Frieder R Lang

Relationships between adult children and their aging parents are challenged when parents need help or care. As a consequence, adult children often experience a transition…

Abstract

Relationships between adult children and their aging parents are challenged when parents need help or care. As a consequence, adult children often experience a transition in their filial role as older parents experience functional losses and the children have to reorganize and restructure their relationship with them (Lang & Schütze, 2002). This filial task competes with other demands of midlife (such as family and career demands). As a consequence, the filial role in midlife may be associated with contradictory experiences in the relationship with one’s parents, typically entailing a high potential for ambivalence.

Details

Intergenerational Ambivalences: New Perspectives on Parent-Child Relations in Later Life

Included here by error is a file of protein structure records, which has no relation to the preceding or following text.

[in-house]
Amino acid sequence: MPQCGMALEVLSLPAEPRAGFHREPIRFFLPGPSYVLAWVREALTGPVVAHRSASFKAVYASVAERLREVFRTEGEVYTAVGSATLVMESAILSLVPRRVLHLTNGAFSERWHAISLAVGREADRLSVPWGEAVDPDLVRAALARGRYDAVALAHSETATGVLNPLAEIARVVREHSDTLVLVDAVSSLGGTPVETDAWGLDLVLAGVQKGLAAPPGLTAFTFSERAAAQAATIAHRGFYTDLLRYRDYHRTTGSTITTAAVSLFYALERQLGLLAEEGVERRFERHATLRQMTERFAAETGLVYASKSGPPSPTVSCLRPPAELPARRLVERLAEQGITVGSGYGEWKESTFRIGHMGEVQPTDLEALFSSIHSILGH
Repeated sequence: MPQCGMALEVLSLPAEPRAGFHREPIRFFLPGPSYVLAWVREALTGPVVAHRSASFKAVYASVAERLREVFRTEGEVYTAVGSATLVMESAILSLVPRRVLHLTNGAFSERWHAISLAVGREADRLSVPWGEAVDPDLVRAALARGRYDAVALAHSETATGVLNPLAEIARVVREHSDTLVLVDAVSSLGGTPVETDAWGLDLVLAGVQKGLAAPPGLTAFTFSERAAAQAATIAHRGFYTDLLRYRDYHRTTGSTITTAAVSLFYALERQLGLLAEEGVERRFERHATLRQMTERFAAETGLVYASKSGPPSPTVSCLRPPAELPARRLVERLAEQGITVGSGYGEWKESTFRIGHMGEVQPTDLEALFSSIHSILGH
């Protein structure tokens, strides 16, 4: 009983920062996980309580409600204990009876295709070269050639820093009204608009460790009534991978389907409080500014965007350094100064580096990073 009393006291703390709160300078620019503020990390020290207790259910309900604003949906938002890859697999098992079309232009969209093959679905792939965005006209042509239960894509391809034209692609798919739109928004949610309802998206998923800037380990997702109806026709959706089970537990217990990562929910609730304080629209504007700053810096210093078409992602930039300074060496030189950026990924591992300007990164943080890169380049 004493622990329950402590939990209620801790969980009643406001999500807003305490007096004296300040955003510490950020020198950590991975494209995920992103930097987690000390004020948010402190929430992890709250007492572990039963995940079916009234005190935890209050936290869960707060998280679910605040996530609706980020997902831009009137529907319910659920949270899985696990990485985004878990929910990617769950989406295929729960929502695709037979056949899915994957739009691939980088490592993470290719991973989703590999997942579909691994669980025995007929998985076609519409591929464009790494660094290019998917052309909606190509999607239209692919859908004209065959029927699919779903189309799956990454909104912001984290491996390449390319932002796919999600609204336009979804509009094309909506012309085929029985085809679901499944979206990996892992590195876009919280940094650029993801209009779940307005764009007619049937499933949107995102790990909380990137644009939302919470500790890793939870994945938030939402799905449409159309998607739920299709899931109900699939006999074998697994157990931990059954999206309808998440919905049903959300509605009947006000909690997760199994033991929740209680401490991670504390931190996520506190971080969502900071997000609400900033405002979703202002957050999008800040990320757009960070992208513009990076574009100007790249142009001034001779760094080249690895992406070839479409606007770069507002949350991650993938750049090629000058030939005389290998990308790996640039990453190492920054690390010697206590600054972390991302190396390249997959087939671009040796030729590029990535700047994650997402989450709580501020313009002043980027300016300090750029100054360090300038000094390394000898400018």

Type: Book
ISBN: 978-0-76230-801-9

To view the access options for this content please click here
Book part
Publication date: 8 April 2005

Fredrik von Corswant

This paper deals with the organizing of interactive product development. Developing products in interaction between firms may provide benefits in terms of specialization…

Abstract

This paper deals with the organizing of interactive product development. Developing products in interaction between firms may provide benefits in terms of specialization, increased innovation, and possibilities to perform development activities in parallel. However, the differentiation of product development among a number of firms also implies that various dependencies need to be dealt with across firm boundaries. How dependencies may be dealt with across firms is related to how product development is organized. The purpose of the paper is to explore dependencies and how interactive product development may be organized with regard to these dependencies.

The analytical framework is based on the industrial network approach, and deals with the development of products in terms of adaptation and combination of heterogeneous resources. There are dependencies between resources, that is, they are embedded, implying that no resource can be developed in isolation. The characteristics of and dependencies related to four main categories of resources (products, production facilities, business units and business relationships) provide a basis for analyzing the organizing of interactive product development.